Pierce said a Washington, D.C., police officer told him, “‘You’re not allowed to use a camera anywhere near the White House, and if we catch anyone using a camera near the White House, we’re going to be stopping them and questioning them.’ ”

According to, Pierce then went to the opposite side of the White House security perimeter, where an officer he identified as a Park Service officer said he could take a photo. Pierce told that the officer said “‘… but you have to do it from right there, and you better do it fast.’ ” Executive Editor Scott Hogenson told that he was filing a formal complaint with D.C. police department. He said he hoped the complaint would result in reminders from the police department to officers that the news media must have unfettered access to report, as long as they don’t interfere with the security of a scene.

“I don’t want anyone’s head on a platter, I just want my young newsmen and newswomen to able to do their jobs without intimidation from police,” Hogenson said.

“I also understand that this is not ‘the story,’ ” with the terror attacks being the main focus of the American public, he said, “but it is a concern. I’m concerned about the erosion of civil liberties. We can’t let that happen or then the bad guys have won.”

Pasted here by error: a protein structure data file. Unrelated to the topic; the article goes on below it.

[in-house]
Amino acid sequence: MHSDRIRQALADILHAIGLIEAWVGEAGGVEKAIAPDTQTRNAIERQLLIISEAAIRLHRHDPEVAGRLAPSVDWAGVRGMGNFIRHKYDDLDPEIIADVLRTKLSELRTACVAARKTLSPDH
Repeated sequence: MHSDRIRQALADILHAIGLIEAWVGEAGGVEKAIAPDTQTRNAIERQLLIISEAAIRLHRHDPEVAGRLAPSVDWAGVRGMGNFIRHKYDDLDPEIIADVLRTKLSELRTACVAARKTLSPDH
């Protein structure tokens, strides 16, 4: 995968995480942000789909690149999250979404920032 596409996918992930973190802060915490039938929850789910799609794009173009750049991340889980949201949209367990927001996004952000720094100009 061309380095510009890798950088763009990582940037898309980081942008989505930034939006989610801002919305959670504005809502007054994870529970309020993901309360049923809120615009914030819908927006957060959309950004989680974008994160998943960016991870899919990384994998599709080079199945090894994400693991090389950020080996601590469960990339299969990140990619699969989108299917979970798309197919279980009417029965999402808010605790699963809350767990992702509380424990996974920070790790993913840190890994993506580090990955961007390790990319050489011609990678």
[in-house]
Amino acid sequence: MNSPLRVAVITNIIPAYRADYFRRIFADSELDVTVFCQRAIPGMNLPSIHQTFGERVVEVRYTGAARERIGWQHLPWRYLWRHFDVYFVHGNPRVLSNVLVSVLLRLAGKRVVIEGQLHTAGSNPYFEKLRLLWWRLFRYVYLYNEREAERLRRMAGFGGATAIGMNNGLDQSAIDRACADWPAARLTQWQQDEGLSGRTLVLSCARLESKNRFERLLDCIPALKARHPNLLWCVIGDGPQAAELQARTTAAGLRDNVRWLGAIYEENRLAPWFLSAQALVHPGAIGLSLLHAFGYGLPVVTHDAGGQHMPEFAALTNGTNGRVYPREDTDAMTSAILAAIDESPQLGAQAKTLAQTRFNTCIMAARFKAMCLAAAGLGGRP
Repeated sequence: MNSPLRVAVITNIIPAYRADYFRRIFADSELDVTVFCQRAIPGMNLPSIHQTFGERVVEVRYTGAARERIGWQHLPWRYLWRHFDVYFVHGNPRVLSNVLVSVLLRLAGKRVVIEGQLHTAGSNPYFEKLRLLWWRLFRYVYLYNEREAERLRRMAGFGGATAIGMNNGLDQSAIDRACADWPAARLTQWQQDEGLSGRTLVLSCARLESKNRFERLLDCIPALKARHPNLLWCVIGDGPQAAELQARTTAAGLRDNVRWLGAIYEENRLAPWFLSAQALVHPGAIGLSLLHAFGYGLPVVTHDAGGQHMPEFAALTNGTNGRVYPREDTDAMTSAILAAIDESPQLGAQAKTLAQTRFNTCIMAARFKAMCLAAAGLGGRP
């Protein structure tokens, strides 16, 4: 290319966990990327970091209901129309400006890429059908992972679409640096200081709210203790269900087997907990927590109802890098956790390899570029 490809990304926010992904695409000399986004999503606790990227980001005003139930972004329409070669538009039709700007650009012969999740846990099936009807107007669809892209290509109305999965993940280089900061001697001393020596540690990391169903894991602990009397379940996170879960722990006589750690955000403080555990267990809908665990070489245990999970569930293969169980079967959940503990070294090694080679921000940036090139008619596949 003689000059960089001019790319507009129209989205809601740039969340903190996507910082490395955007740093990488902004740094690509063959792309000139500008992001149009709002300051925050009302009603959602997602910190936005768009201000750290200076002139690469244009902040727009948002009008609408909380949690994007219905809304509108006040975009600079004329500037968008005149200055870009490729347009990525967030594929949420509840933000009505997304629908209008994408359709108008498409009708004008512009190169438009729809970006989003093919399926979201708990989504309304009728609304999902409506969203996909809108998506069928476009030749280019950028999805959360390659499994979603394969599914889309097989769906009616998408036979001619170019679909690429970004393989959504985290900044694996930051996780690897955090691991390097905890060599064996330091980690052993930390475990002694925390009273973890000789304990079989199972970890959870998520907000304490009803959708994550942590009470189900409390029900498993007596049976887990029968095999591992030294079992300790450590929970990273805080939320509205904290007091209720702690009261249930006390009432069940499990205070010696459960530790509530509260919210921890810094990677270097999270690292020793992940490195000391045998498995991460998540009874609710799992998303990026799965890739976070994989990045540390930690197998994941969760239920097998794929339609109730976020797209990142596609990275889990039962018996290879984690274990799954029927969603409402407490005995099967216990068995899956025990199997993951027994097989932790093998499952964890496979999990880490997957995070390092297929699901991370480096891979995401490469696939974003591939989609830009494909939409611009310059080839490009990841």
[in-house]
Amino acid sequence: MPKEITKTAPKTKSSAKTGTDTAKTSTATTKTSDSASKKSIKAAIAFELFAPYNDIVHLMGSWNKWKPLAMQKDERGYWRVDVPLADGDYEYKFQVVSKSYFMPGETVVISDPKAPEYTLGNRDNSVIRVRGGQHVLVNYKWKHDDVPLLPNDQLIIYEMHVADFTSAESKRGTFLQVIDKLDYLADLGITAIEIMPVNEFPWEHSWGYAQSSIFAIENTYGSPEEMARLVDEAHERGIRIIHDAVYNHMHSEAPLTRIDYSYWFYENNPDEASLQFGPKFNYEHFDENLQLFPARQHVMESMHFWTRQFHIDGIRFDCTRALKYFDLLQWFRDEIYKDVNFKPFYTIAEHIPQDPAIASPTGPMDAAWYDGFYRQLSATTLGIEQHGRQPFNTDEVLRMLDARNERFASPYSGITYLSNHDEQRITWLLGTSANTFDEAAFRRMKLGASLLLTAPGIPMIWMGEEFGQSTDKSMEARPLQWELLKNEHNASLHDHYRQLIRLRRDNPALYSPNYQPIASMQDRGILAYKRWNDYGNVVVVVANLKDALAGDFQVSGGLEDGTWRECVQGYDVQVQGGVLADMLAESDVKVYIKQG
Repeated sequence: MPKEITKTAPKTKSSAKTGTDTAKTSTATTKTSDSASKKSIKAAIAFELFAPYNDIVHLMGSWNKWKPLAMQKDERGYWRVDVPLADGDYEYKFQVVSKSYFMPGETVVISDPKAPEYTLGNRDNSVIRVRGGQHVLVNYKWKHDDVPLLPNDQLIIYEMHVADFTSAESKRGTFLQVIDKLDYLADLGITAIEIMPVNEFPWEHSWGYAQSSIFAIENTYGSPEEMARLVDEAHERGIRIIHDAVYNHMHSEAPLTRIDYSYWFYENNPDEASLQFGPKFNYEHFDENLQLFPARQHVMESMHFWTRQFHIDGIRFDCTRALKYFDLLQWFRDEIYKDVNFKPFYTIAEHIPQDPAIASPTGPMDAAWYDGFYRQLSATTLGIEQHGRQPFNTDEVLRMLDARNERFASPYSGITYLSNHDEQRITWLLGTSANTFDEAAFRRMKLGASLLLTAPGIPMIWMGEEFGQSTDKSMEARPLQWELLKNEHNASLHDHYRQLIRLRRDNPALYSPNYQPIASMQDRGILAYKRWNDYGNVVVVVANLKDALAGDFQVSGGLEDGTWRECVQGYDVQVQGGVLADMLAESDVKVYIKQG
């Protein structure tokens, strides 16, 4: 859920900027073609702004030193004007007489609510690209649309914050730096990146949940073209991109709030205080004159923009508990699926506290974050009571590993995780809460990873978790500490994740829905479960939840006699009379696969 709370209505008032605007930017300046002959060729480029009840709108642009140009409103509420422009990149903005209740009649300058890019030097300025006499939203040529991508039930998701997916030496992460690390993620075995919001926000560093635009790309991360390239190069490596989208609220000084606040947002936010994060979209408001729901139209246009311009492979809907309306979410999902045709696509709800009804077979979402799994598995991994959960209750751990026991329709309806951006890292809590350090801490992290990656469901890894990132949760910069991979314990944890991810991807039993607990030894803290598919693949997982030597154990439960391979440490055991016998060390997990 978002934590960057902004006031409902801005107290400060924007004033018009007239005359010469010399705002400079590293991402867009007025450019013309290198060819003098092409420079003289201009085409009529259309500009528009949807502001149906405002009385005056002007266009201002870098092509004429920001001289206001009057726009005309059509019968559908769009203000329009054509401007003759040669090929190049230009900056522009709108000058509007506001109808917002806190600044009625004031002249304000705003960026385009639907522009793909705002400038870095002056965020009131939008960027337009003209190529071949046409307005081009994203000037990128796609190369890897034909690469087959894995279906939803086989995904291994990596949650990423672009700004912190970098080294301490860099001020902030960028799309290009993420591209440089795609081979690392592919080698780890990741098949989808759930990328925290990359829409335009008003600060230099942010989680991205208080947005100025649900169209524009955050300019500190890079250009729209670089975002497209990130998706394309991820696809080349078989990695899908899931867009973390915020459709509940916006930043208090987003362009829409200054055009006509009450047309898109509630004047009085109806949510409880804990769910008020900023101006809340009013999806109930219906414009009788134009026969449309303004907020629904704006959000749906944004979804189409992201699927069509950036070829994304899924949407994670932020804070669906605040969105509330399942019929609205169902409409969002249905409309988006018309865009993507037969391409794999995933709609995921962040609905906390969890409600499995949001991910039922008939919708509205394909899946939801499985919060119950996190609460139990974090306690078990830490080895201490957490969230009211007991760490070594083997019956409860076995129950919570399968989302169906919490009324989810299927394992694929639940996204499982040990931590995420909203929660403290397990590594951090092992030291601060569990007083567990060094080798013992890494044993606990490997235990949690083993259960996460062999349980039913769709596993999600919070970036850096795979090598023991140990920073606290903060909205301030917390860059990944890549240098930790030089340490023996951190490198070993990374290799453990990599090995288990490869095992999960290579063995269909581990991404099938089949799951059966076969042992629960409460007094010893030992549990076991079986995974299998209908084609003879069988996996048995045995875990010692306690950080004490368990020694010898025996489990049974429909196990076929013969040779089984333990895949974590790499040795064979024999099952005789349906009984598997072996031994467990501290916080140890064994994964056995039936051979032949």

The Los Angeles Times also reported yesterday that New York Police Department officials said that an unspecified number of journalists who had “violated the rules” had had their press credentials removed. According to the newspaper, the journalists had been accused of either entering restricted areas or misrepresenting themselves as rescue workers. One reporter was given a summons for disorderly conduct, the newspaper reported.

Newsday reported Sept.14 that police said WCBS newscaster Vince DeMentri had been arrested the previous night for impersonating a federal agent while covering the attack on the World Trade Center. The newspaper reported that DeMentri’s lawyer later said he had persuaded police to reduce the charge to trespassing, a misdemeanor.